By Lonnie Huhman,
A modern day treasure hunt recently took over Wylie Elementary School as third and fourth-graders learned about GPS technology while also enjoying the outdoors.
Over the past month, the students have been working on a project that culminated with them using GPS, clues, teamwork and cell phones to find geocaches placed around school grounds.
Wylie’s Media Specialist Meredith Nickerson said their unit, “began with an introduction to Geocaching, which is a free, real-world treasure hunt.”
She said in their first lesson, they discussed how to locate and find geocaches, the rules of geocaching, and geocaching etiquette – all important skills when one is seeking out geocaches.
In the second lesson, she said they took a walking field trip to a nearby park, “where a wonderful, riddle-based geocache is located.”
“The kids loved going for a quick walk, exploring a park that they didn’t know very well, and ultimately finding a cleverly hidden geocache,” Nickerson said.
In the third lesson, the students learned about the science behind GPS technology, discussed how to make private, custom maps in Google My Maps and hid a small geocache somewhere on Wylie’s school grounds.
Nickerson said each class brainstormed and voted on the location of their geocaches, and the students, “came up with some pretty fantastic hiding spots.”
She said they then plotted the cache location on a shared Google Map.
And then, in the final lesson students were given the opportunity to hunt for the 20 geocaches that had been hidden both inside and outside of Wylie.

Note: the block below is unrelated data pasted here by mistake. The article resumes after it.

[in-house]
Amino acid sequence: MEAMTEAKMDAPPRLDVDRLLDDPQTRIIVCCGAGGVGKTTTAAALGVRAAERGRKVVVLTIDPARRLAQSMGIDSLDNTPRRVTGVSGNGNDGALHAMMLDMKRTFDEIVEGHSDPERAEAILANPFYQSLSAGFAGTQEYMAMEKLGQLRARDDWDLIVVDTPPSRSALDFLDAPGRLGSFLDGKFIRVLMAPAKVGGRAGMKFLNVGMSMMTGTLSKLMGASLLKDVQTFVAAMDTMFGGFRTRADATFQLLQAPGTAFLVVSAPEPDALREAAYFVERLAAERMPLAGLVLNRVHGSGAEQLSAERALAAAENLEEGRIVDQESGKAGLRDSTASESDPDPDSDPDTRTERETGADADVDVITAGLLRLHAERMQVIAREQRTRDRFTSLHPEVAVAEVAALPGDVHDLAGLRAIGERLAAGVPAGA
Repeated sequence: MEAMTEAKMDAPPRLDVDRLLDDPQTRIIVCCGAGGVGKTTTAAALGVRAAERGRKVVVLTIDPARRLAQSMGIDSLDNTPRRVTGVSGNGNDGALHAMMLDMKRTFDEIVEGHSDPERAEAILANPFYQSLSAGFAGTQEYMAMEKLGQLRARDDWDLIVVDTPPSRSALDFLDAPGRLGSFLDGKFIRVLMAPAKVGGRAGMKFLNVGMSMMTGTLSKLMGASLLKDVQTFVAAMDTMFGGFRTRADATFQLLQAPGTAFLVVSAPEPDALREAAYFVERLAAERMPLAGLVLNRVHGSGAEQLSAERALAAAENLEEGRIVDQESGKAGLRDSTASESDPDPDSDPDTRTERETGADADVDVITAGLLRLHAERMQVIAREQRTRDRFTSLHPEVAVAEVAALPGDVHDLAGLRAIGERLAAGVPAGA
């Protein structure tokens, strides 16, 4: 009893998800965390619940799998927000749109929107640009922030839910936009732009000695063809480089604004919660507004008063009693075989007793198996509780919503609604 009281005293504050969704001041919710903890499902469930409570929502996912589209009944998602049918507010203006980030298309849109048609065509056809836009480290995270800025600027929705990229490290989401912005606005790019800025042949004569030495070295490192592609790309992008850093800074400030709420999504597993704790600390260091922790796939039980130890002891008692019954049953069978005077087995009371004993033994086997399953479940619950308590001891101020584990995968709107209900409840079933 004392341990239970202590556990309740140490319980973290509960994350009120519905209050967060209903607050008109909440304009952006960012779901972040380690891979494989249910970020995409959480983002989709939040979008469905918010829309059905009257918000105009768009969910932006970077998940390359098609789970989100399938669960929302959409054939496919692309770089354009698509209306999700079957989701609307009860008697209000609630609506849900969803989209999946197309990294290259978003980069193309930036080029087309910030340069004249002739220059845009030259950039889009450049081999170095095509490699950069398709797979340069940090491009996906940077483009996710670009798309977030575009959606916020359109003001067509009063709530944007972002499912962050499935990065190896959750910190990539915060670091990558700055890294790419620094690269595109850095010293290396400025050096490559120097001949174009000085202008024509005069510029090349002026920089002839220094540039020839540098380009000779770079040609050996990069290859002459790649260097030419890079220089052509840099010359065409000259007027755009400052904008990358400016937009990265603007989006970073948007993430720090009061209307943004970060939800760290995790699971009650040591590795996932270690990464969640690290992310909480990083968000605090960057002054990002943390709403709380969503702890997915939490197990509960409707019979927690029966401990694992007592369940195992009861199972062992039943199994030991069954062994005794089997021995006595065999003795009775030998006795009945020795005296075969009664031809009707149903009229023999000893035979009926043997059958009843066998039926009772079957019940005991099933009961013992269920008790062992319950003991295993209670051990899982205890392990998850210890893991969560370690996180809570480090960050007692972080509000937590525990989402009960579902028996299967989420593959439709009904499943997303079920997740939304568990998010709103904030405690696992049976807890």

“The kids are having a blast working as a team to find these caches and seem to be equally proud when students in other classes find their own,” Nickerson said.
Third-grader Addison Dresch supported her teacher’s sentiment.
“It’s a lot of fun,” Addison said after completing the geocache hunt.
“It was fun figuring out where they were,” she said.
Her classmate Griffin Heike agreed.
“Treasure hunting is fun” he said. “I like the clues and then trying to find them.”
Nickerson said as a former director of an outdoor education program, she knows how essential it is to get kids outdoors.
“I have been seeking out opportunities in which we could combine technology skills with the outdoors, and it turns out that Geocaching was a perfect fit!” she said.
She said her goal for the unit was to have students practice mapping skills, learn the science of GPS technology, learn more about their local community, and to teach students a skill/hobby that they continue as the weather warms and they move into summer break.
“Geocaching is an amazing, free family activity that gets kids outdoors and creates a sense of wonder and curiosity in all involved,” she said.